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Math Help - meanless question

  1. #1
    Newbie sonymd23's Avatar
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    meanless question

    0 / 8 = 0

    but how come 8 / 0 = error or E.......???
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  2. #2
    MHF Contributor Quick's Avatar
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    Quote Originally Posted by sonymd23
    0 / 8 = 0

    but how come 8 / 0 = error or E.......???
    Let's do an example...
    \frac{16}{8}=2\text{ because }8+8=8\times2=16

    now try zero...

    \frac{8}{0}=\infty\text{ because }0+0+0+0....=0\times\infty\neq8

    so zero goes into eight infinite times, which we call undefined.

    ~ Q\!u\!i\!c\!k
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    Quote Originally Posted by sonymd23
    0 / 8 = 0

    but how come 8 / 0 = error or E.......???
    Because division by zero, is not allowed in math.
    Why?
    -----
    1)The embarassing physics answer because when one number is divided into another number that says how many times a number goes into that number. For example, 4/2 = 2 because 2 goes in 2 times.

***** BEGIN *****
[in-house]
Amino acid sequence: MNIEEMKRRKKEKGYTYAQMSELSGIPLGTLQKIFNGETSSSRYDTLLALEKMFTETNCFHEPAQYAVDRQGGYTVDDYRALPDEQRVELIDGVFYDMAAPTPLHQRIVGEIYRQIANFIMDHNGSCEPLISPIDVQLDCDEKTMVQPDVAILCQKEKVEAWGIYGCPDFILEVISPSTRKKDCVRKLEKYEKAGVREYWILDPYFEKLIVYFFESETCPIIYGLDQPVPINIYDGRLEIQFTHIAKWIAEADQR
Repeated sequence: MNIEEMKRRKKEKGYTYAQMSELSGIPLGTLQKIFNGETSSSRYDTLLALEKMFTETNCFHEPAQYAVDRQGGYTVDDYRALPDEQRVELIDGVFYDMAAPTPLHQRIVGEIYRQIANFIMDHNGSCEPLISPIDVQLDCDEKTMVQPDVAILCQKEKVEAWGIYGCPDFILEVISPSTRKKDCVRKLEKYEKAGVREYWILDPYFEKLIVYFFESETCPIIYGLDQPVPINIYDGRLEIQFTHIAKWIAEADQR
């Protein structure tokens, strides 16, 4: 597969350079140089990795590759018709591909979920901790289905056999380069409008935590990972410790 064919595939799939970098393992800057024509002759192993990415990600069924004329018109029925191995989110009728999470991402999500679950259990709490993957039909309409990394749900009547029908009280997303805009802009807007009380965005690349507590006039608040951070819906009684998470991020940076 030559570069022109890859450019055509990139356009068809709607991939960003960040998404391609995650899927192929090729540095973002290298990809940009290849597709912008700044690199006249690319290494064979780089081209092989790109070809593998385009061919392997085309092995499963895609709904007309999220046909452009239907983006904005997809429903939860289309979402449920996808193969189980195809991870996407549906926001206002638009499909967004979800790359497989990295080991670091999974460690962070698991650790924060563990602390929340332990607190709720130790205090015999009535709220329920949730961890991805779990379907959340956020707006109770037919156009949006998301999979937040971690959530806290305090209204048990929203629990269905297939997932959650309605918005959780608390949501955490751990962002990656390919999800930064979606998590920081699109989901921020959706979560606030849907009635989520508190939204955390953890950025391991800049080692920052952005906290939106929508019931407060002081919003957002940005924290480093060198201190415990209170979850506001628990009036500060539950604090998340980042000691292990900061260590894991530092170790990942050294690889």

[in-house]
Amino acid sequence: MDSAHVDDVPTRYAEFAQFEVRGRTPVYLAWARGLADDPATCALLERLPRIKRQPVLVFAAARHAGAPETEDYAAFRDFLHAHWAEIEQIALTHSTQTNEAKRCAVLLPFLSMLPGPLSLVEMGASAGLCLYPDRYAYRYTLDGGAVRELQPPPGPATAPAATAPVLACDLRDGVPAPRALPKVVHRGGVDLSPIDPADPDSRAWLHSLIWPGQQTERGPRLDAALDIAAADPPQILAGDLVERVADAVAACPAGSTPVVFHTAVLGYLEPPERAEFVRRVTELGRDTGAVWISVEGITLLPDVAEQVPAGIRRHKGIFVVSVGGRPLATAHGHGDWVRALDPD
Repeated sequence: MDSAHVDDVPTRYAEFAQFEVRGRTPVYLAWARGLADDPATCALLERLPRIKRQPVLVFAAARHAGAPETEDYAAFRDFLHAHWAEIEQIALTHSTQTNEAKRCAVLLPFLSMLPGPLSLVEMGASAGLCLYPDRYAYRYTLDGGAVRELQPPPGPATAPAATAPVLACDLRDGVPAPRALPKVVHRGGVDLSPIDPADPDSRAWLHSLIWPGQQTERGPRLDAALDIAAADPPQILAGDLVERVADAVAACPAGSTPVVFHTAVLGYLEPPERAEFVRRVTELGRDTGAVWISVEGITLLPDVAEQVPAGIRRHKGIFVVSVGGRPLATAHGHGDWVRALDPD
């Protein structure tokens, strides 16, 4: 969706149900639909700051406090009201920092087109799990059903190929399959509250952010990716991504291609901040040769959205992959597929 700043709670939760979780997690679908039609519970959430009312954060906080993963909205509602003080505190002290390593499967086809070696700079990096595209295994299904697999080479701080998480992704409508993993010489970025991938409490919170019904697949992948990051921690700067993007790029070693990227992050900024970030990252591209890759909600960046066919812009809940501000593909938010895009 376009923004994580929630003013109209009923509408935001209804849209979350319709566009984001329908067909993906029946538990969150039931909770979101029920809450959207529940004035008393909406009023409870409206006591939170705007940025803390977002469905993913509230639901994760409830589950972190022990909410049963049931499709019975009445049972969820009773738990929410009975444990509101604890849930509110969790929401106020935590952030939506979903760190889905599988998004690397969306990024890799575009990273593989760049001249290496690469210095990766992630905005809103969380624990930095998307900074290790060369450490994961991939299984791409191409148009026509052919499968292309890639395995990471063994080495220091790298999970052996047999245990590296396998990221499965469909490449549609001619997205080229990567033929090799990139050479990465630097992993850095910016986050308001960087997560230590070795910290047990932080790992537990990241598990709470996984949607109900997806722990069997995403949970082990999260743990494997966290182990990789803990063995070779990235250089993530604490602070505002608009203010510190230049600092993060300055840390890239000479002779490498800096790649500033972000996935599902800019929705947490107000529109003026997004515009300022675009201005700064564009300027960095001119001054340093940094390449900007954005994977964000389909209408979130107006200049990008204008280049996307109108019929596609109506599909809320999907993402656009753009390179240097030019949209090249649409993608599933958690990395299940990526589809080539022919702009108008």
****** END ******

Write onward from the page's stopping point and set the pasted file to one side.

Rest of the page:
However, when you have 8/0 note that no matter how many times you add 0 you get thus thus you never reach 8 thus there is no such number.

    2)The improved applied mathematicians answer because when we write 10/2=5 we mean that 2 times 5 is 10, by definition of what division is (opposite of multiplication). Now when you have 0/8 the answer is 0 because 0 times 8 is 0, good. But what about 8/0? We are trying to find a number such when mutiplied by 0 results in 8, but any number multiplied by 0 is 0 how can we ever get 8!!! Futhermore, then what is the answer to 0/0? Do we say it is any number cuz any number times zero is zero, according to this definition.

    3)The elegant and perfect pure mathematicians answer I am not going to state it (I have before on this forum) because you would not understand so there would be no purpose. All, I can say when we limit divison for non-zero number we preserve a very important property called divisors of zero. Thus, to preserve this property we limit ourselves.
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    Forum Admin topsquark's Avatar
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    Actually, to be honest, the Physics answer is that is can't be done on a calculator.

    -Dan
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  5. #5